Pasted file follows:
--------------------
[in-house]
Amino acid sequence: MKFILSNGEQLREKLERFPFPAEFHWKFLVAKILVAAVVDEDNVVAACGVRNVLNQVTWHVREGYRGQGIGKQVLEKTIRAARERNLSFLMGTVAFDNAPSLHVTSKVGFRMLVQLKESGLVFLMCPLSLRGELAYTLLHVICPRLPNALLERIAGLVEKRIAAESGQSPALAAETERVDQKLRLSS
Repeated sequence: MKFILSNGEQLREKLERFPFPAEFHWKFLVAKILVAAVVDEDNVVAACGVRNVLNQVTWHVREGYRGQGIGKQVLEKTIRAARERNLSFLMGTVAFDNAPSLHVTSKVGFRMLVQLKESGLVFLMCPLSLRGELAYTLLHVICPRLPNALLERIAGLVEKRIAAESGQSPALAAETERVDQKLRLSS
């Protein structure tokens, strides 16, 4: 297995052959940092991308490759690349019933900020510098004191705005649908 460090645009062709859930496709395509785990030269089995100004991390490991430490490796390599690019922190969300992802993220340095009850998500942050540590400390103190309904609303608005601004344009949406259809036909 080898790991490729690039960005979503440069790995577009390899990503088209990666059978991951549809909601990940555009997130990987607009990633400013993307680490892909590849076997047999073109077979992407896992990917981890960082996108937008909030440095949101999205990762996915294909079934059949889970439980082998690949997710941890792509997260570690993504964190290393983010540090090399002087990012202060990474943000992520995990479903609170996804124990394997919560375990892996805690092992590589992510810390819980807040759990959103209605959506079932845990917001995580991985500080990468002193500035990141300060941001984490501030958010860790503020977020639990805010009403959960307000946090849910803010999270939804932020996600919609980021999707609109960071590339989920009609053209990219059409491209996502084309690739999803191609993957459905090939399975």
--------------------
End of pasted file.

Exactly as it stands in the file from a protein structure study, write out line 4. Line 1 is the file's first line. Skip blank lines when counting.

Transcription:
């Protein structure tokens, strides 16, 4: 297995052959940092991308490759690349019933900020510098004191705005649908 460090645009062709859930496709395509785990030269089995100004991390490991430490490796390599690019922190969300992802993220340095009850998500942050540590400390103190309904609303608005601004344009949406259809036909 080898790991490729690039960005979503440069790995577009390899990503088209990666059978991951549809909601990940555009997130990987607009990633400013993307680490892909590849076997047999073109077979992407896992990917981890960082996108937008909030440095949101999205990762996915294909079934059949889970439980082998690949997710941890792509997260570690993504964190290393983010540090090399002087990012202060990474943000992520995990479903609170996804124990394997919560375990892996805690092992590589992510810390819980807040759990959103209605959506079932845990917001995580991985500080990468002193500035990141300060941001984490501030958010860790503020977020639990805010009403959960307000946090849910803010999270939804932020996600919609980021999707609109960071590339989920009609053209990219059409491209996502084309690739999803191609993957459905090939399975």